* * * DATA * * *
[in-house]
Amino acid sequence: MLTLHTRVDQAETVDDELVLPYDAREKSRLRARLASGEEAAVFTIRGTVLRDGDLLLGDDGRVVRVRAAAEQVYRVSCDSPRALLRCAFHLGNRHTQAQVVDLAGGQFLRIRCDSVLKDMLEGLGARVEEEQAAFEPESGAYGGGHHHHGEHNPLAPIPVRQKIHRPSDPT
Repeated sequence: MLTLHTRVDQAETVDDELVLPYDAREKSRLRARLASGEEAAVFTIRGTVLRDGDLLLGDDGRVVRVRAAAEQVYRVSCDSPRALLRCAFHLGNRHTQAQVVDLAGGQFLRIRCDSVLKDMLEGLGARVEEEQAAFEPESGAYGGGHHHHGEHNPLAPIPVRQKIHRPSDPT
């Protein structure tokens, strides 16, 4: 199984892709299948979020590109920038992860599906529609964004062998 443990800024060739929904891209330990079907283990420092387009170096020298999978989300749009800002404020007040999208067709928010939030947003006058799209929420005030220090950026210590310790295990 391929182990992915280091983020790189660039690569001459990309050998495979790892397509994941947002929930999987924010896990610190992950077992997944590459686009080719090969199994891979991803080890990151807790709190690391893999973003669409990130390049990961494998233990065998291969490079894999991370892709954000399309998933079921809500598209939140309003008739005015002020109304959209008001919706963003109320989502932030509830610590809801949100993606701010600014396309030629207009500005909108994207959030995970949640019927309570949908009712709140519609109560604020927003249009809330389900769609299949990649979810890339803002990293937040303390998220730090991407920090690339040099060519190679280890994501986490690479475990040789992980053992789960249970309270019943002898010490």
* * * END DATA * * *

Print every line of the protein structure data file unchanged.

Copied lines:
[in-house]
Amino acid sequence: MLTLHTRVDQAETVDDELVLPYDAREKSRLRARLASGEEAAVFTIRGTVLRDGDLLLGDDGRVVRVRAAAEQVYRVSCDSPRALLRCAFHLGNRHTQAQVVDLAGGQFLRIRCDSVLKDMLEGLGARVEEEQAAFEPESGAYGGGHHHHGEHNPLAPIPVRQKIHRPSDPT
Repeated sequence: MLTLHTRVDQAETVDDELVLPYDAREKSRLRARLASGEEAAVFTIRGTVLRDGDLLLGDDGRVVRVRAAAEQVYRVSCDSPRALLRCAFHLGNRHTQAQVVDLAGGQFLRIRCDSVLKDMLEGLGARVEEEQAAFEPESGAYGGGHHHHGEHNPLAPIPVRQKIHRPSDPT
């Protein structure tokens, strides 16, 4: 199984892709299948979020590109920038992860599906529609964004062998 443990800024060739929904891209330990079907283990420092387009170096020298999978989300749009800002404020007040999208067709928010939030947003006058799209929420005030220090950026210590310790295990 391929182990992915280091983020790189660039690569001459990309050998495979790892397509994941947002929930999987924010896990610190992950077992997944590459686009080719090969199994891979991803080890990151807790709190690391893999973003669409990130390049990961494998233990065998291969490079894999991370892709954000399309998933079921809500598209939140309003008739005015002020109304959209008001919706963003109320989502932030509830610590809801949100993606701010600014396309030629207009500005909108994207959030995970949640019927309570949908009712709140519609109560604020927003249009809330389900769609299949990649979810890339803002990293937040303390998220730090991407920090690339040099060519190679280890994501986490690479475990040789992980053992789960249970309270019943002898010490």